3 reasons the Oklahoma City Thunder have overachieved this season

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Ultimately, there are several reasons explaining how and why the Thunder have played beyond what was expected of them, this was just three key ones. They’ve still got 28 games to go but barring a major disaster, this season can be deemed as a success.

Gallinari is averaging 19.1 points and 5.8 rebounds while shooting above 40 percent from distance and 89.8 percent from the line on 4.9 attempts per game. He complements the team’s offense as an efficient scorer that doesn’t necessarily demand the basketball or is a proverbial black hole once it finds him.

It’s true, Donovan has done a fantastic job commanding a squad that has crushed preseason expectations. He’s gotten slack over the years with the team’s many postseason disappointments, but he deserves credit for their success this campaign.

So how have we gotten here? How has this team defied all odds and emerged from the depths of NBA purgatory? Well, let’s zone in one three specific reasons that allude to how this team has exceeded expectations.

Under the guidance of Donovan, the team possesses a 14th ranked offense (per NBA stats) and 10th ranked defense. Likewise, they’re currently tied with the Denver Nuggets for most clutch wins in the season (23) and have the highest net rating in the final five minutes of regulation or OT with the score within five points (25.8).

Gregg Popovich on Billy Donovan: “He’s done one of the more masterful jobs in the league this year.”

In an NBA offseason that saw the dynamic of the Oklahoma City Thunder drastically alter with the departure of two franchise cornerstones Russell Westbrook and Paul George, the organization was presumedly set to endure a prolonged rebuild.

That’s high praise coming from someone who is universally accepted as one of the greatest coaches to ever grace an NBA bench.

What Terrance Ferguson lacks on the offensive end he more than compensates with stout defense, and having the likes of Hamidou Diallo, Abdel Nader, and surprise two-way standout Luguentz Dort all make the tail-end of the depth chart a little more appealing.

Led by the exploits of the 21-year-old native of Toronto, Shai Gilgeous-Alexander, the Thunder’s youth have impressed.

Well, 54 games in the 2019/20 NBA season, the Thunder opted to not do anything drastic—or anything at all at the trade deadline—and are riding this thing out. They’re sitting at 32-22, in sole possession of the 7th seed in the Western Conference, and have the makeup of a team no contender would want to face in the opening round of the playoffs.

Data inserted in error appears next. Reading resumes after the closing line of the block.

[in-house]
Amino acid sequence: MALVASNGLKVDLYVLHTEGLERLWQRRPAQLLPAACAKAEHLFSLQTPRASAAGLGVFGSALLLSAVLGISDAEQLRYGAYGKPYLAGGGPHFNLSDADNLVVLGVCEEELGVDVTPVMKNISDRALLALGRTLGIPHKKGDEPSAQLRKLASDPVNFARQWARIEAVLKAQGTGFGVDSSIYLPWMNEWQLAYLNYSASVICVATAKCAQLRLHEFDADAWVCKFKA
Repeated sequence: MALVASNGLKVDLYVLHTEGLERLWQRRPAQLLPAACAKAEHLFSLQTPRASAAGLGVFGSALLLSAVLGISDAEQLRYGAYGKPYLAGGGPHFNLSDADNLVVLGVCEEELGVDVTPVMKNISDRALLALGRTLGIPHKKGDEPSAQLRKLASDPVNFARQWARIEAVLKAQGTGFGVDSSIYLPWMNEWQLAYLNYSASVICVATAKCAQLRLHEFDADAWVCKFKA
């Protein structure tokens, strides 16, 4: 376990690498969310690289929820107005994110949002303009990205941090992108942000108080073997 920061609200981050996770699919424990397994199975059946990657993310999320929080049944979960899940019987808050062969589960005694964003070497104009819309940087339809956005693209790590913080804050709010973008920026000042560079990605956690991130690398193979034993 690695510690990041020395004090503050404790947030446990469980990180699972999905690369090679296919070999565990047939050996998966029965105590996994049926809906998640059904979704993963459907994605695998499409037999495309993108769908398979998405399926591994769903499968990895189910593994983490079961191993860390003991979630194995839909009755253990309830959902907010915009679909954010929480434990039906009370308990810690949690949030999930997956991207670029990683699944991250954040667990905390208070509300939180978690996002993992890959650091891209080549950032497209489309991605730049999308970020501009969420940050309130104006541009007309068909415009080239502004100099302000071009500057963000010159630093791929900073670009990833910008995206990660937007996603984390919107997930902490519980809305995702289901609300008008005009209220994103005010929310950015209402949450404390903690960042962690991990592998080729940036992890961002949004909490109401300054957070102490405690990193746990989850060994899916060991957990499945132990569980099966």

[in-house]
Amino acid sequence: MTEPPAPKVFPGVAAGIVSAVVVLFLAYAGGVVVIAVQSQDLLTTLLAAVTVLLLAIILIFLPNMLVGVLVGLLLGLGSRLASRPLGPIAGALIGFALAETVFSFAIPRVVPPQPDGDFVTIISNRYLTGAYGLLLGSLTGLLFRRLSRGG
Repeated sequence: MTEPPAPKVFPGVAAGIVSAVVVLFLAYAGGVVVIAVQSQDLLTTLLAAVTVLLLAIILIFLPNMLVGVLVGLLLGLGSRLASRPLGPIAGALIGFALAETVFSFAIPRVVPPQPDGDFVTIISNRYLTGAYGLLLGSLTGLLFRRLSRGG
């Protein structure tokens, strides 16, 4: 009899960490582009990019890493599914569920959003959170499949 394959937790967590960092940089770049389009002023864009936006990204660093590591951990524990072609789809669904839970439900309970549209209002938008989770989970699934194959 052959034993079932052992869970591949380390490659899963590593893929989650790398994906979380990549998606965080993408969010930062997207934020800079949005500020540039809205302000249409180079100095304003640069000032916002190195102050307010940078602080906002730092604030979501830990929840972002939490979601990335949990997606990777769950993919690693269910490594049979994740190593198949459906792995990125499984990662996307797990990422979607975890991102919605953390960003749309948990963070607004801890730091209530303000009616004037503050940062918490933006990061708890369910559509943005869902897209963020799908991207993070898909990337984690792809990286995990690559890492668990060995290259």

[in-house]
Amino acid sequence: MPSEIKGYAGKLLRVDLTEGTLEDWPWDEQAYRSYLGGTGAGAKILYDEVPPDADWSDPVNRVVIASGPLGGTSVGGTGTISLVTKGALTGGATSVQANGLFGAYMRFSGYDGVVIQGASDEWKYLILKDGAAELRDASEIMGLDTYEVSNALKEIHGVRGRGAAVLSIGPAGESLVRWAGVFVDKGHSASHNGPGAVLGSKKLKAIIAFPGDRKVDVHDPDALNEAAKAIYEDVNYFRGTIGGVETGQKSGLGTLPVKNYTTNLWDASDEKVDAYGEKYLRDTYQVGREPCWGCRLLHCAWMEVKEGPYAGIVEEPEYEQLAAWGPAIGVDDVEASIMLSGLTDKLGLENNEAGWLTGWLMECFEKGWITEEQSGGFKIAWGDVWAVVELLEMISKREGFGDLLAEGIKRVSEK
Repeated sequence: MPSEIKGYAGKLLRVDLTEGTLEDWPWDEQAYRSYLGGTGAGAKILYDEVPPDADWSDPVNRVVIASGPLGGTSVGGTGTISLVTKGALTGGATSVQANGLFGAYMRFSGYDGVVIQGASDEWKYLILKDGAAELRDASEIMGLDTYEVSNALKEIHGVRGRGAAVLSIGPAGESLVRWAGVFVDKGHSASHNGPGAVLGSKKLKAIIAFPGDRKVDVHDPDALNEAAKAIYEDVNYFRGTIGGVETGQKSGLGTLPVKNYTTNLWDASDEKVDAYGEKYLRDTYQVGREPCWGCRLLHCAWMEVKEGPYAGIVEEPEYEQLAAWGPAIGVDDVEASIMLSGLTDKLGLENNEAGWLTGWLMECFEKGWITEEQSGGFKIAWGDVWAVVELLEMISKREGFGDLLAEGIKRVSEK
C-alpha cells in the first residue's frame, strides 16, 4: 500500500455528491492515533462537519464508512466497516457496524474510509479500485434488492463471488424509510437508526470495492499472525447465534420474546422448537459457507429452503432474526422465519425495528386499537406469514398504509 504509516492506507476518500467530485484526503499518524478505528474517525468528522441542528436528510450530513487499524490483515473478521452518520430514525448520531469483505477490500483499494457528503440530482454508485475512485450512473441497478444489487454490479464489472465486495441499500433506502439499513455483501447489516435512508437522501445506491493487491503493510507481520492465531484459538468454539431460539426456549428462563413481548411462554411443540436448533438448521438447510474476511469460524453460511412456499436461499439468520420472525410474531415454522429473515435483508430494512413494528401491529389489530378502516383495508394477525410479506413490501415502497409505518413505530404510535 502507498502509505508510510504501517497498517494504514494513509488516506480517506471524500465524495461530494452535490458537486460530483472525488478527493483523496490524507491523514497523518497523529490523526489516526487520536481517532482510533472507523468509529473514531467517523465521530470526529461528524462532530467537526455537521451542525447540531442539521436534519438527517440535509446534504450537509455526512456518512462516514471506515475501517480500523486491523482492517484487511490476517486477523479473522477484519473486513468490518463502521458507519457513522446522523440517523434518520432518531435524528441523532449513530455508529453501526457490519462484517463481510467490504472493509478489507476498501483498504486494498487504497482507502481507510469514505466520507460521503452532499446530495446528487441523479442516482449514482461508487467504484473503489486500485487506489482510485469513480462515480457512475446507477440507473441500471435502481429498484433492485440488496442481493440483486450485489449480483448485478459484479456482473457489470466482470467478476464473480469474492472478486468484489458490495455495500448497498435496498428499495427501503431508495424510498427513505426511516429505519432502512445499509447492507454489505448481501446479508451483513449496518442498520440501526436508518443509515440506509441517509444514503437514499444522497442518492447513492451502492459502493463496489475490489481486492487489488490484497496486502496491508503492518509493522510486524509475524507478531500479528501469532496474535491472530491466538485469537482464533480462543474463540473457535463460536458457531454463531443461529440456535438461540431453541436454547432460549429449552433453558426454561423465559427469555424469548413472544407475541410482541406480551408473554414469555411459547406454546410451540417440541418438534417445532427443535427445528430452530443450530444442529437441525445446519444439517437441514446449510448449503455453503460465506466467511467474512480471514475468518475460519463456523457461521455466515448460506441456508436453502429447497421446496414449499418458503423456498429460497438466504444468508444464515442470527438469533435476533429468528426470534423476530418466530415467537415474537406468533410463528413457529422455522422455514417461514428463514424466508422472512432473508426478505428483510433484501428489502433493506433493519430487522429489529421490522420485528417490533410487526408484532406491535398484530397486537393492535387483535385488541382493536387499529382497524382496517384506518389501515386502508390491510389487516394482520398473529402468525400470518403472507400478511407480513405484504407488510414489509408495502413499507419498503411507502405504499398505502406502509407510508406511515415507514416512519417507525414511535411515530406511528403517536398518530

You could make the argument that in his fifth season with the organization, Billy Donovan has never been better. You don’t have to take my word for it. Here’s Gregg Popovich providing testimony.

However, the immediate future had many questioning which direction the team would enter.

The return hauls were something to marvel at, as the Thunder received two top-4 protected picks and two pick swaps from the Houston Rockets for Westbrook and Danilo Gallinari, Shai Gilgeous-Alexander and five first-round draft picks from the LA Clippers for George.

1) The veterans have led the way

Oklahoma’s veterans deserve credit for how this season has panned out; they’ve set the tone. Certain veterans on the team, like Chris Paul, Danilo Gallinari or Steven Adams could’ve requested for trades to contenders this past deadline or voiced their discontent early in the season—but instead, they’ve made the best of their situation.

Would they offload their veterans to contenders for returning assets to fuel the rebuild? Would they attempt to retool and acquire complementary assets around their youthful talent and perhaps the likes of Chris Paul? Or would they ride it out and hope for the best?

The Thunder’s youthful talent has meshed gracefully with the team’s veterans, which is a crucial reason for their success.

Darius Bazley, the former 23rd overall pick in the 2019 NBA draft, was showing glimpses of future greatness before sustaining an injury to his right knee that will sideline him for 4-6 weeks. His versatility on both ends of the floor was tantalizing, and the teenager will likely only improve with time.

— Royce Young (@royceyoung) February 11, 2020

They couldn’t have asked for much more than what they’ve gotten from their veterans, who have also meshed rather effortlessly with the team’s youthful talent—which we will get into next.

2) Alongside the vets, the youth movement has has taken form

The Oklahoma City Thunder has exceeded preseason expectations, let’s take a look at three reasons explaining how and why they have overachieved thus far.

Paul, the recently minted 10-time NBA All-Star is averaging 17.5 points, 5.0 rebounds, and 6.6 assists while leading the league in clutch points this season.

Gilgeous-Alexander is building upon a strong rookie campaign with the Clippers last season with an even more profound sophomore season with Oklahoma City. His length works synonymously with his ability as a slasher or disruptor on the defensive end; he’s beginning to learn how to pick his spots and when to act as the aggressor on offense, and his rise to stardom is all but imminent at this point. Currently, he’s averaging 19.5 points, 6.1 rebounds, and 3.2 assists per contest.

3) Billy Donovan has done a great job

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Adams’ numbers may be down at 10.7 points and 9.3 rebounds, but he’s still a very reliable defensive anchor and roll man in the pick-and-roll on the other end of the court.

They’ve also gotten great production from Dennis Schroder, who is rapidly building a case for this year’s Sixth Man of the Year, and Nerlens Noel, who’s boasting better than a steal and block per contest and is enjoying somewhat of a career renaissance as the Thunder’s back up center.